Sniff movie review: Amole Gupte recreates Stanley Ka Dabba magic in this film
In Sniff, Amole Gupte manages to do two things — train young, amateur actors to perform their roles convincingly, and make food look irresistably good.
castKhushmeet Gill, Adil Majoo, Maahi Zaveri, Surekha Sikri, Sushmita Mukherjee
There are two things you can be assured of when you watch a film written and directed by Amole Gupte. The film-maker, who had us licking our lips after the tasty little Stanley Ka Dabba, manages to make food an indelible part of his latest film Sniff!!! too.
Behind the opening credits, cinematographer Manush Nandan places lush visuals of pots of spices, pans sizzling with lentils, melting butter oozing into hot parathas and pickles being bottled into jars.
Besides ensuring that you leave the theatre hungry, the second thing Gupte does incredibly well is working with a cast of young and amateur actors. The cast of Sniff!!! is largely made up of unprofessional actors – both young and old who populate protagonist Sunny’s (Khushmeet Gill) world.
Sunny is not a regular eight-year-old, because he was born with an olfactory nerve disorder, which means he does not have the ability to smell. His grandmother (played by Surekha Sikri) rues that this is a huge setback for a child born into a family whose primary business is making tangy pickles.
Being unable to smell comes with bigger problems for Sunny who doesn’t relish food, eating it perfunctorily, and also feels somewhat alienated in his classroom. He does have friends though – a delightfully precocious classmate, Adil, and two loyal buddies from his housing colony.
Gupte does not dwell much on Sunny’s family life, rather, most of the drama plays out in the school and in the colony, which is a hot-bed for all kinds of soap opera and intrigue. These spaces come alive for Sunny when one day, through a magical twist in fate in a Harry Potter-like dusty, cobwebbed laboratory, he suddenly gains a heightened sense of smell.
Not only can Sunny now smell everything, he can also sniff things out up to a distance of 2 km, we are told. The exactness of his cognisance and the near superpower are wonderfully illustrated by a guessing game played in school where the children line up to have Sunny deduce what they ate for dinner the previous night.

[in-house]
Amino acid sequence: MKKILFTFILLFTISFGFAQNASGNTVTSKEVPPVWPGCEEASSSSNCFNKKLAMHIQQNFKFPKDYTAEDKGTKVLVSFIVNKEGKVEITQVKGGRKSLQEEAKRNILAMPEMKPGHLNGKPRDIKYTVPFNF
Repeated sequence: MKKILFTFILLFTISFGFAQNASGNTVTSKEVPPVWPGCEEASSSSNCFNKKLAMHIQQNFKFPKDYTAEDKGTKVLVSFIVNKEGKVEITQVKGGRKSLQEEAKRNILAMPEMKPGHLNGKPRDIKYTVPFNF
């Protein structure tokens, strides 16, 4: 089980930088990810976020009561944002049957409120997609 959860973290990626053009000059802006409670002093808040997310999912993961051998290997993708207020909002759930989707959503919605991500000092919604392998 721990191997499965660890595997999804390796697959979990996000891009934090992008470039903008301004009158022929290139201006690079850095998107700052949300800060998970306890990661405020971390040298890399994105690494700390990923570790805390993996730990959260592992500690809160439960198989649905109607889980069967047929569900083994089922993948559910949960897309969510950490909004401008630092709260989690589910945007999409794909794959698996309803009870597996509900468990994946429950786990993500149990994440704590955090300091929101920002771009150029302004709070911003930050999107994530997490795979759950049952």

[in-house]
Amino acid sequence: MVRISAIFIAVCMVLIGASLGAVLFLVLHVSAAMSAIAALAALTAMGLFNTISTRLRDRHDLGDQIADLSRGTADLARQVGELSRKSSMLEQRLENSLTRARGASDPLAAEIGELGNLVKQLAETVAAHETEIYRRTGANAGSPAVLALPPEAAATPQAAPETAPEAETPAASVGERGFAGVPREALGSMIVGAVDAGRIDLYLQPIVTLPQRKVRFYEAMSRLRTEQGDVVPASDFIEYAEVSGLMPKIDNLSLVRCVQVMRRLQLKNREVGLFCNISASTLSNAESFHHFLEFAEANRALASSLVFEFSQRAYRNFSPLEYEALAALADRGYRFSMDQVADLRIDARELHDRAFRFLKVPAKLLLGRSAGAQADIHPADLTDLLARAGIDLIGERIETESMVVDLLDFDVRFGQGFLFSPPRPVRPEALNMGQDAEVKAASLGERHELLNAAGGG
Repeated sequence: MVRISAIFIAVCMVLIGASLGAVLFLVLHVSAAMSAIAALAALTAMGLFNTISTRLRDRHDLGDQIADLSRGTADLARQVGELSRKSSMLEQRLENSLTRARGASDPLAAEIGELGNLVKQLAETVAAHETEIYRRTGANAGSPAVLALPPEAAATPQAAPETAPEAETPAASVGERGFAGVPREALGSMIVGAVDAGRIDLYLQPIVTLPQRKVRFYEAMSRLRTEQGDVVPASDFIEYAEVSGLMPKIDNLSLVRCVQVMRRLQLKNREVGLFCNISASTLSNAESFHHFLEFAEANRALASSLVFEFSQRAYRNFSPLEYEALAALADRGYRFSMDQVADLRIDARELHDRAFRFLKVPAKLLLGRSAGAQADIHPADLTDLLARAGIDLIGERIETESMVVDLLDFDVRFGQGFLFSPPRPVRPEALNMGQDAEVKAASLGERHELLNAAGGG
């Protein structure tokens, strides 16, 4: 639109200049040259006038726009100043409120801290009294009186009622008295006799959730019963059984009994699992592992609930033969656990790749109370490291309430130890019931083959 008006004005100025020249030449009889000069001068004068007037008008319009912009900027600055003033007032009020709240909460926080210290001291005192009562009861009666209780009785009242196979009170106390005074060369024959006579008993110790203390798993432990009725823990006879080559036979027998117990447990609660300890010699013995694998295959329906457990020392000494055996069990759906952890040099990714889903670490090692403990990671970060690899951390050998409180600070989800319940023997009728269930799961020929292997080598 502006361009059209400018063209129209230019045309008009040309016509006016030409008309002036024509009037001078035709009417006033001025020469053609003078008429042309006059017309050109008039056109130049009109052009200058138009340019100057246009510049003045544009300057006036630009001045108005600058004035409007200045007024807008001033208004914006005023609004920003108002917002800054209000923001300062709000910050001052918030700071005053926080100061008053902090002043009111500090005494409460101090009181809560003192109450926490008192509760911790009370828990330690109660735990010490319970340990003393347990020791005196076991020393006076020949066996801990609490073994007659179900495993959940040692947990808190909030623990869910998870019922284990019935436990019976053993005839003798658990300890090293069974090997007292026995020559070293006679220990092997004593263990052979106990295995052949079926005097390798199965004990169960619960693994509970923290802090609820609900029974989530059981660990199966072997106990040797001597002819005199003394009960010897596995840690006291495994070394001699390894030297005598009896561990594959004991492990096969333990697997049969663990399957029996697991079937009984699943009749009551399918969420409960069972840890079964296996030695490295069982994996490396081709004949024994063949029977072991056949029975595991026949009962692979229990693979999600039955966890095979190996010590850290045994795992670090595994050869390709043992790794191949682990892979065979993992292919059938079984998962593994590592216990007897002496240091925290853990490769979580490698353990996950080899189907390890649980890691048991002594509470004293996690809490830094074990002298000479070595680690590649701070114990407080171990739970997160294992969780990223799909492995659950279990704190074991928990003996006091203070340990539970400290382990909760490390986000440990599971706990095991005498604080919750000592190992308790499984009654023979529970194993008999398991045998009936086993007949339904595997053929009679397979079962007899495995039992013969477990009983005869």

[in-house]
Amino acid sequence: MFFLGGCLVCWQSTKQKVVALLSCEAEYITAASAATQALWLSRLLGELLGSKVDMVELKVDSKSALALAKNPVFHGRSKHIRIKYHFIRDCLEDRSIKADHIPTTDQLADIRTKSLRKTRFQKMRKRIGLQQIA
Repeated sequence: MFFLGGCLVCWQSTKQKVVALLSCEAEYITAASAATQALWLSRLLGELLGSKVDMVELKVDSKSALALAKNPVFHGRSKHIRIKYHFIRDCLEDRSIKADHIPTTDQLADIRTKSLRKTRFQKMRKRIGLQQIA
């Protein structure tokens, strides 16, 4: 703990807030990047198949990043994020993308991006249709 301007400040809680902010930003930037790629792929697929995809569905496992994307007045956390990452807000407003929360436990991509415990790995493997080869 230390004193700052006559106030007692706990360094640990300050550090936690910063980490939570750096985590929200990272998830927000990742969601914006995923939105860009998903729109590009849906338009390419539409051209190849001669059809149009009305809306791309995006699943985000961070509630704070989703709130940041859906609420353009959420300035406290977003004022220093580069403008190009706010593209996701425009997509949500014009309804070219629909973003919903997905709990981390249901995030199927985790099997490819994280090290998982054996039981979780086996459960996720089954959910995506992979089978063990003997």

But when a car is stolen from the housing colony, Sunny and his friends turn into super sleuths, ingeniously rigging up the colony with a security system, setting up a den and embarking on a crime-solving escapade.
Gupte’s cinema is mostly filled with real and relatable characters, which is best seen in the building society meetings. The characters, their dialogues and their petty fights will connect with anyone who has lived in such a housing complex. The children, too, never look like they are acting, in particular Adil Majoo and Maahi Zaveri as Jiya, the building friend, standing out the most.
Though there is some amount of hamming (Sushmita Mukherjee as a rather dim-witted, but aggressive policewoman ACP Bashwati Mukherji, and Suresh Menon as the PT Teacher), it does not hamper the flow of the film. A couple of the songs (a montage filmed on a pensive Sunny and a Ganpati aarti) do not add much value to the outcome in an otherwise tightly woven, 90-minute caper. The detective work by the children might remind adults of a certain vintage of Enid Blyton’s adventure books.
As far as origin stories go, Sniff!!! checks all the boxes. It establishes Sunny’s super-skill, his gang and, when his zealousness misguides him, he is also given the opportunity to course-correct. Designed as the first in a series, the pleasantly entertaining Sniff!!! is aimed at a young audience that will surely enjoy the adventures of Sunny and his super-nose.
Surekha Sikri, who was hospitalised on 8 September after she suffered a brain stroke, was discharged earlier this week.
Surekha Sikri's agent told Press Trust of India that she was "critical but stable"